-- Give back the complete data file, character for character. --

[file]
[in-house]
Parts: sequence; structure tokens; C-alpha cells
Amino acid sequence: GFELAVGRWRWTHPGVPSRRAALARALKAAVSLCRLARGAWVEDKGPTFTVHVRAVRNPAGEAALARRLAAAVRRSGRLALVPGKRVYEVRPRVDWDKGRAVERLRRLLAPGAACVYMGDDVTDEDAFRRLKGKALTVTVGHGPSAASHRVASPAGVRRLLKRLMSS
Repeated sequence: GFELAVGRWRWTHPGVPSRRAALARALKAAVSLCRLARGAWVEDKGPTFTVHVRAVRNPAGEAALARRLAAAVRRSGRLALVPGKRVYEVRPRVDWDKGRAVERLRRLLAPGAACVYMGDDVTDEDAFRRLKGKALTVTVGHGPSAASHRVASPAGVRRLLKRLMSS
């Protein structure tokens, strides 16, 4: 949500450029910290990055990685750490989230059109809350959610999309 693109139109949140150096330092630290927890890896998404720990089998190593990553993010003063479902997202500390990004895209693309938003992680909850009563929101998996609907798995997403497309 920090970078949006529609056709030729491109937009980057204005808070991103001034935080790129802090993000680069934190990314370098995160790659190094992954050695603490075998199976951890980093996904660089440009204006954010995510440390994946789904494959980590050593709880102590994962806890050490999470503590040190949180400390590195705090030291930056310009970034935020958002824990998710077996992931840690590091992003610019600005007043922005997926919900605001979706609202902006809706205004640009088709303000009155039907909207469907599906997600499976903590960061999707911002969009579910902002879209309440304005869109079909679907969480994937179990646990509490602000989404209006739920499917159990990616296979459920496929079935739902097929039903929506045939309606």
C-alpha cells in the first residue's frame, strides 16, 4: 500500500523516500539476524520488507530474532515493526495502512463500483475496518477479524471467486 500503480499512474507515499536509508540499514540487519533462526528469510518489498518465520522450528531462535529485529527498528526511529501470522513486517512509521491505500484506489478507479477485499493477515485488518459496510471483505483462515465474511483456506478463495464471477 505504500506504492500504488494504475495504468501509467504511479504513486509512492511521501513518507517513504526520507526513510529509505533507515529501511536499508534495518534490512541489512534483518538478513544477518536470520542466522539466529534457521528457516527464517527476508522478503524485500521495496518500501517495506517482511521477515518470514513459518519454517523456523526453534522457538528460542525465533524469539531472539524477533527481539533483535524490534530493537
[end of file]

[in-house]
Parts: sequence; structure tokens; C-alpha cells
Amino acid sequence: GFELAVGRWRWTHPGVPSRRAALARALKAAVSLCRLARGAWVEDKGPTFTVHVRAVRNPAGEAALARRLAAAVRRSGRLALVPGKRVYEVRPRVDWDKGRAVERLRRLLAPGAACVYMGDDVTDEDAFRRLKGKALTVTVGHGPSAASHRVASPAGVRRLLKRLMSS
Repeated sequence: GFELAVGRWRWTHPGVPSRRAALARALKAAVSLCRLARGAWVEDKGPTFTVHVRAVRNPAGEAALARRLAAAVRRSGRLALVPGKRVYEVRPRVDWDKGRAVERLRRLLAPGAACVYMGDDVTDEDAFRRLKGKALTVTVGHGPSAASHRVASPAGVRRLLKRLMSS
């Protein structure tokens, strides 16, 4: 949500450029910290990055990685750490989230059109809350959610999309 693109139109949140150096330092630290927890890896998404720990089998190593990553993010003063479902997202500390990004895209693309938003992680909850009563929101998996609907798995997403497309 920090970078949006529609056709030729491109937009980057204005808070991103001034935080790129802090993000680069934190990314370098995160790659190094992954050695603490075998199976951890980093996904660089440009204006954010995510440390994946789904494959980590050593709880102590994962806890050490999470503590040190949180400390590195705090030291930056310009970034935020958002824990998710077996992931840690590091992003610019600005007043922005997926919900605001979706609202902006809706205004640009088709303000009155039907909207469907599906997600499976903590960061999707911002969009579910902002879209309440304005869109079909679907969480994937179990646990509490602000989404209006739920499917159990990616296979459920496929079935739902097929039903929506045939309606």
C-alpha cells in the first residue's frame, strides 16, 4: 500500500523516500539476524520488507530474532515493526495502512463500483475496518477479524471467486 500503480499512474507515499536509508540499514540487519533462526528469510518489498518465520522450528531462535529485529527498528526511529501470522513486517512509521491505500484506489478507479477485499493477515485488518459496510471483505483462515465474511483456506478463495464471477 505504500506504492500504488494504475495504468501509467504511479504513486509512492511521501513518507517513504526520507526513510529509505533507515529501511536499508534495518534490512541489512534483518538478513544477518536470520542466522539466529534457521528457516527464517527476508522478503524485500521495496518500501517495506517482511521477515518470514513459518519454517523456523526453534522457538528460542525465533524469539531472539524477533527481539533483535524490534530493537